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United States Department of State / Index to the executive documents of the House of Representatives for the second session of the fiftieth Congress, 1888-'90

Central America,   pp. 77-171 PDF (40.3 MB)

Page 89

                            CENTRAL AMERICA.                            
    [Inclosure 2 in No. 729.--Translation.--From "EL Guatemalteco"
of 30th October, 1887.]
                    Execution of insurgent chiefs in Guatemala.
                 [Telegram from General Pimental to President Barillas.]
                                                     JUTIAPA, October 29,
To the President:
  After having made the required investigation, in conformity with the requirements
of the law, I ordered the insurgent chieis, Mariano Pineda, Jorge Zepeda,
Jo.-g Arzd,
and Antonio Jurez, belonging to the band of Which you are already informed,
to be
shot.                   9S. PIIENTAL.
                                                   CHIANTLA, October 30,
To the President:
  At this moment, 6 a. m. ex-Col. Vicente Castafieda, ex-Lients. Ismael Diaz
and Jos6
Mufioz, and ex-Sublieuts. Matias Cifuentes and Francisco Alonzo, convicted
of mil-
itary sedition, have been executed with the formalities of the law.
                                                               Luis MOLINA.
                        [Inclosure 3 in No. 729.-Translation.]
                        Proclamation of President Barillas.
Manuel Lisandro Barillas, general of division and President of the Republic
of Gua-
                           temala, to the Guatemalans:
  FELLOW-CITIZENS: In assuming the unlimited powers given me by the decree
of 26th June, my purpose was to make use of them with so much moderation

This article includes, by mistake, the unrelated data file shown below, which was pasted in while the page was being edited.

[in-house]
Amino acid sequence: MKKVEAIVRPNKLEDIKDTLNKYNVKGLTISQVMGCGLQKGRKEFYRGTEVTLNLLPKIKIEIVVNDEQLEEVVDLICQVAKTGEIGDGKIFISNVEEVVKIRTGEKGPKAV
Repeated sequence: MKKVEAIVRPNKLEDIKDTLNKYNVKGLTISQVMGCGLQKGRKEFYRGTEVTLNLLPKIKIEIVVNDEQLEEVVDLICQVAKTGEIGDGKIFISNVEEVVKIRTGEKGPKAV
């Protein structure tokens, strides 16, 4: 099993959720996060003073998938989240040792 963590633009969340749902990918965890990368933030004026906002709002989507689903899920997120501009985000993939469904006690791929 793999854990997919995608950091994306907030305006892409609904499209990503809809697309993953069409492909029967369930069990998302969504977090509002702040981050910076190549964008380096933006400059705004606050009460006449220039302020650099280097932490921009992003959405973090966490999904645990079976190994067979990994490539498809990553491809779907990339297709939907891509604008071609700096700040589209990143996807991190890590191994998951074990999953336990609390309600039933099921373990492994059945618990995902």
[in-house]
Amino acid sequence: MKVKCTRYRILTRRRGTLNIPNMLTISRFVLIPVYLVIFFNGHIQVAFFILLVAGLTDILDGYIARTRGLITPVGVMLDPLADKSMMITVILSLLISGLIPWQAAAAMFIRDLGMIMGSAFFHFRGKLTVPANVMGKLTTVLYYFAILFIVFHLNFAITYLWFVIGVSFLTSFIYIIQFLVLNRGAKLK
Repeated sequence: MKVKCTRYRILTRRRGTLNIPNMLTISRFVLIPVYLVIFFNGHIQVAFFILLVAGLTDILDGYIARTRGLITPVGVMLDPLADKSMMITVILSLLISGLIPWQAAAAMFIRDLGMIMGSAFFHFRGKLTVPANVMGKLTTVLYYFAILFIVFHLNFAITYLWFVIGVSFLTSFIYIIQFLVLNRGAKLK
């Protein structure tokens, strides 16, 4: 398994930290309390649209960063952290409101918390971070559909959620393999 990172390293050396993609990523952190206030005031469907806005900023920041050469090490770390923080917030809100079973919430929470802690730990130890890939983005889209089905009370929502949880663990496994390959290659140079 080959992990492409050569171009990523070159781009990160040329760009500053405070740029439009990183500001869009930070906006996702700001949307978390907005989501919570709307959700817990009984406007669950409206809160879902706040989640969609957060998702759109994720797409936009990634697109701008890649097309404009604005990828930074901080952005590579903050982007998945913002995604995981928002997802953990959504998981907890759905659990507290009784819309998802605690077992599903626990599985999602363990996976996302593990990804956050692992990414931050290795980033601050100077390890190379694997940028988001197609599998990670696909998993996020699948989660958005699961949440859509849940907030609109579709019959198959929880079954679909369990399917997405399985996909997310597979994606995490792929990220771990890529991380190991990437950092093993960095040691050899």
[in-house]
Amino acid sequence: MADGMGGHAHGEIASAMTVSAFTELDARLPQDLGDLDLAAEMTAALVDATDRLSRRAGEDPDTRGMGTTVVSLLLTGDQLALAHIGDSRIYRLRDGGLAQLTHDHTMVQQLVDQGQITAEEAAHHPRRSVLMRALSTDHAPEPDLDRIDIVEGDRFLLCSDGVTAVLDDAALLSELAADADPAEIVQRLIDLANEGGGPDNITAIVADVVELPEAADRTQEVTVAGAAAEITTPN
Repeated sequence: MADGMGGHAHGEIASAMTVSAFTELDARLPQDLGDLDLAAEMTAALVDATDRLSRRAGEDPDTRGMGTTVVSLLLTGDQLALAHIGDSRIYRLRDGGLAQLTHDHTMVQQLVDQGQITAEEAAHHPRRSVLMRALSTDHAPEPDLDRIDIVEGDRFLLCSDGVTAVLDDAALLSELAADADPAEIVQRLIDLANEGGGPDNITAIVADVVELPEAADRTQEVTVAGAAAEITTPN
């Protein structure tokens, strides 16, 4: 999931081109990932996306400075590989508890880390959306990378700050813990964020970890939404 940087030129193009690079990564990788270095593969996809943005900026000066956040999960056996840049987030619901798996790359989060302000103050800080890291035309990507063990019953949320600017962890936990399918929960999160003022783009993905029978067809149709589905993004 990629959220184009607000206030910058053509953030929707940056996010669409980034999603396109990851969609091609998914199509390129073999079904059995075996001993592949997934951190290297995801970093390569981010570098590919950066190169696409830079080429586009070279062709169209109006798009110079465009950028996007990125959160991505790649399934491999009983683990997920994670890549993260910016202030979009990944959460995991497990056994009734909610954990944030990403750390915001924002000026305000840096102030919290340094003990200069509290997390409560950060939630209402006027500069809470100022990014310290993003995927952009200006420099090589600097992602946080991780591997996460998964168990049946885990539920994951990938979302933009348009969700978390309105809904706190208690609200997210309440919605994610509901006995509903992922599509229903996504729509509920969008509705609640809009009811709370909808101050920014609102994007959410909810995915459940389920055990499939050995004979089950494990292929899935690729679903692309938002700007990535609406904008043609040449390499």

forbearance that not a tear should be shed for political causes. In pursuance
this purpose the gubernative action was so directed that there was no iwprisonment
and no expulsion until the moment when for powerful reasons, of which you
are all
well aware, it became necessary to expel Archbishop Ricardo Cazanova from
the ter-
ritory of the Republic.
  On the 1st of October the constituent assembly was installed. I gave account
to it
of all my official acts, and in the naration is to be found no other act
of severity than
the indispensable expulsion of Sehor Cazanova.
  The constituent power approved on that same day, by acclamation, the decree
the 26th of June, and was pleased also to extend a vote of thanks to the
power. I awaited the happy moment when the new fundamental law should be
placed in my hands to enter upon a constitutional regimen, without any Guatemalan
or inhabitant of this Republic having undergone molestation.
  But fate had proposed for Guatemala a situation that was not in my peaceful,
ent, and mild programme. There are persons and political circles to whom
in power is not acceptable; they consider themselves designated by special
always to command and never to obey. It is of no importance to them that
their es-
tates are secure, that in their persons they enjoy the most ample guaranties,
that they
enjoy tranquillity, unless they have absolute power, unless they have the
people sub-
ject to their order like a flock of L1mbs; and if they do not guide so that
not a ray of
the light of modern civilization can penetrate, they will always be making
efforts to
place themselves at the head to dominate so that the country may return to
the dark
night of those thirty years. I shall present you proofs of all this.
  On the 26th of September the Government bad notice that on the frontier
of Sal-
vador a party of insurgents had risen up, and, led by Salvador, Sandoval,
Jos6 Aguilar,
and one Tinoco, said to be a Nicaraguan general; it knew very well that the
ment had been planned and was directed by some of the strongest reactionists
of the
capital of Guatemala who also supplied it with resources.
  I abstained from proceeding against them- and even from making investigations
  which-might result in a punishment which was not in accord with my adopted
gramme, and Idevoted my efforts solely to breaking up the faction. The result
was a
happy one, due to the energy of General Pimental, commandant at Jutiapa,
to the
activity of the commandants of Chiquimula .Jalapa, Zacapa, and Santa Rosa
and to
the officers under them, and to the loyalty and good sense of the inhabitants
of the
towns which, though in Contact with the insurgents, resisted their persuasions.
  Thanks, also, to the Government of Honduras, which manifested its desire
to co-

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